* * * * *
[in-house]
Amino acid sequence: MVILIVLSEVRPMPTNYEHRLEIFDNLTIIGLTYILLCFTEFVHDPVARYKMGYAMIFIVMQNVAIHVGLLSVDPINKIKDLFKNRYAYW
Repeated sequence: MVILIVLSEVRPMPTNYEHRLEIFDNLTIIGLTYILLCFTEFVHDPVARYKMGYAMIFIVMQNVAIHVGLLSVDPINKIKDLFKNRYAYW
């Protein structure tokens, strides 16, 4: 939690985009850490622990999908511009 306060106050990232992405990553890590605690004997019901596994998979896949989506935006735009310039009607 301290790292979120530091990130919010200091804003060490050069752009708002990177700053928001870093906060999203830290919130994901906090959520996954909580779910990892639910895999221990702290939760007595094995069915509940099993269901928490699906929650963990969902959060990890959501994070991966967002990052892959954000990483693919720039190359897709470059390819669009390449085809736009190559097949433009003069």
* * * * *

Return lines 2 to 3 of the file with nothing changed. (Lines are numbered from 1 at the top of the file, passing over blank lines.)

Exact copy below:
Amino acid sequence: MVILIVLSEVRPMPTNYEHRLEIFDNLTIIGLTYILLCFTEFVHDPVARYKMGYAMIFIVMQNVAIHVGLLSVDPINKIKDLFKNRYAYW
Repeated sequence: MVILIVLSEVRPMPTNYEHRLEIFDNLTIIGLTYILLCFTEFVHDPVARYKMGYAMIFIVMQNVAIHVGLLSVDPINKIKDLFKNRYAYW